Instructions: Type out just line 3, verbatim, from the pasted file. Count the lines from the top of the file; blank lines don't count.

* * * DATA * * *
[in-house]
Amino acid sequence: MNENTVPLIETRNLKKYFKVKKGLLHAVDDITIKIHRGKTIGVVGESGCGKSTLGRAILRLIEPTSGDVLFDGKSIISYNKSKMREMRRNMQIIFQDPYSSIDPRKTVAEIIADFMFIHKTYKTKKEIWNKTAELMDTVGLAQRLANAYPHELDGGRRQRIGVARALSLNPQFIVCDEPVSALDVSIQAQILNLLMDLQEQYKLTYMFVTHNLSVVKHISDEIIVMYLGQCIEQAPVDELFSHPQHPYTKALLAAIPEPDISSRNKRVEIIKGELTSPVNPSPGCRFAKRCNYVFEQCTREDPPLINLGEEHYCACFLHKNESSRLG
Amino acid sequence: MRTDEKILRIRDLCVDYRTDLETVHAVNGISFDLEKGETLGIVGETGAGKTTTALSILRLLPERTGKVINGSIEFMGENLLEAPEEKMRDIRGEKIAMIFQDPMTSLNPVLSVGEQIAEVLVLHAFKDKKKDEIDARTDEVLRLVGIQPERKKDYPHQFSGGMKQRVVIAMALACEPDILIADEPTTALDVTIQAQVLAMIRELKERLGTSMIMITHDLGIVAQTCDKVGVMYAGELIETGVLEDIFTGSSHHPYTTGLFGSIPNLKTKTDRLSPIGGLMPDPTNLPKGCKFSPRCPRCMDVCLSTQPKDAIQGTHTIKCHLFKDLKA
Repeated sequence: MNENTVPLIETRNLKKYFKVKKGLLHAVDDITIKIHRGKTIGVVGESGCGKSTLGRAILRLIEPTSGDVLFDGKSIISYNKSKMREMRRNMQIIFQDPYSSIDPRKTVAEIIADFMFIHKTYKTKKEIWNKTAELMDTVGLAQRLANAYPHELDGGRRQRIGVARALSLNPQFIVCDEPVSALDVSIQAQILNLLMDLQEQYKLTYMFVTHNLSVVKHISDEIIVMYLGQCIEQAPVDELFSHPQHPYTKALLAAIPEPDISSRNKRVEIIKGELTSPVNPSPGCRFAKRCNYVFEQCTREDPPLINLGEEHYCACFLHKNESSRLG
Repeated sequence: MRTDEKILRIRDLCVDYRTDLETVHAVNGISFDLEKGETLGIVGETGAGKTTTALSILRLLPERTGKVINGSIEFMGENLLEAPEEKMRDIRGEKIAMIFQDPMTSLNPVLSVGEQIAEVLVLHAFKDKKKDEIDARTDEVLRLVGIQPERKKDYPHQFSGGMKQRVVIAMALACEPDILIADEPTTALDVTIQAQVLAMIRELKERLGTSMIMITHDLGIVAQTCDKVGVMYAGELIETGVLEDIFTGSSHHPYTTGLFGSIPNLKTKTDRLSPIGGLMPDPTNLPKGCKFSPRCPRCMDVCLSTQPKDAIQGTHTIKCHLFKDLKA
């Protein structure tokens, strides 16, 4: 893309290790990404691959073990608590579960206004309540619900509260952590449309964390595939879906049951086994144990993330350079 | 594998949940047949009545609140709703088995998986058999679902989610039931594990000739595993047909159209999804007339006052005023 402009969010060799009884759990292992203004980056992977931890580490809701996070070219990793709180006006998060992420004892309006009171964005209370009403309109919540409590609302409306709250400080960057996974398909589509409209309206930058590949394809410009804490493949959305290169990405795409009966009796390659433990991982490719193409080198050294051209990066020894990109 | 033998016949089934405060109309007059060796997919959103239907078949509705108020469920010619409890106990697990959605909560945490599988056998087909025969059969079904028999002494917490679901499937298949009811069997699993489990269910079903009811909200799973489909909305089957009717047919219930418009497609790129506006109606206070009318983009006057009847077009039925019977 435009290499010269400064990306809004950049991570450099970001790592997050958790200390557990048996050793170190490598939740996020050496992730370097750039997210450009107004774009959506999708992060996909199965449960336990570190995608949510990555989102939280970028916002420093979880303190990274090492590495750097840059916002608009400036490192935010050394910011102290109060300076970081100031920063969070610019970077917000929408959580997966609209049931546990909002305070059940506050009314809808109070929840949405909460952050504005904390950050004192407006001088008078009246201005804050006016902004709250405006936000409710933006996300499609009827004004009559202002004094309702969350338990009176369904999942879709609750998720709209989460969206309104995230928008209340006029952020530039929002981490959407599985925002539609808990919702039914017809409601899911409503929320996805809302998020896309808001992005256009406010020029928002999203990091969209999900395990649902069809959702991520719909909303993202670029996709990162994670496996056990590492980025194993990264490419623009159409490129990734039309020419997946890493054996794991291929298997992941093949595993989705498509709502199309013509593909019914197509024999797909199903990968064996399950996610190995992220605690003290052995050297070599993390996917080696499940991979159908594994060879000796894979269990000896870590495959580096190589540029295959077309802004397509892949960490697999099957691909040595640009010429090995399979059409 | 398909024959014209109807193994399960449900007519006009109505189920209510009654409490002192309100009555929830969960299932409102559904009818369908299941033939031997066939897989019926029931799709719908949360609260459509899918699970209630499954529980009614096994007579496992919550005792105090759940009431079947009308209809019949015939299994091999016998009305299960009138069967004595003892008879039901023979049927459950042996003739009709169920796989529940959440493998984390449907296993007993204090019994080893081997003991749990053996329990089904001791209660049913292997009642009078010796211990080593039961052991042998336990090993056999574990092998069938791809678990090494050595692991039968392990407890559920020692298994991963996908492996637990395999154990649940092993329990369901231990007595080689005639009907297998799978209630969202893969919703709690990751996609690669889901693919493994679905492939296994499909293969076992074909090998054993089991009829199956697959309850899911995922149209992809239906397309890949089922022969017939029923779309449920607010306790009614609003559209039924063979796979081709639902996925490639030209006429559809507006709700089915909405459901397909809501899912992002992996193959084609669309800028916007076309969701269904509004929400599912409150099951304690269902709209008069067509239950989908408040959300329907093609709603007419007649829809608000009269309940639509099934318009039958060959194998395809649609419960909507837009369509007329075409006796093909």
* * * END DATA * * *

Amino acid sequence: MRTDEKILRIRDLCVDYRTDLETVHAVNGISFDLEKGETLGIVGETGAGKTTTALSILRLLPERTGKVINGSIEFMGENLLEAPEEKMRDIRGEKIAMIFQDPMTSLNPVLSVGEQIAEVLVLHAFKDKKKDEIDARTDEVLRLVGIQPERKKDYPHQFSGGMKQRVVIAMALACEPDILIADEPTTALDVTIQAQVLAMIRELKERLGTSMIMITHDLGIVAQTCDKVGVMYAGELIETGVLEDIFTGSSHHPYTTGLFGSIPNLKTKTDRLSPIGGLMPDPTNLPKGCKFSPRCPRCMDVCLSTQPKDAIQGTHTIKCHLFKDLKA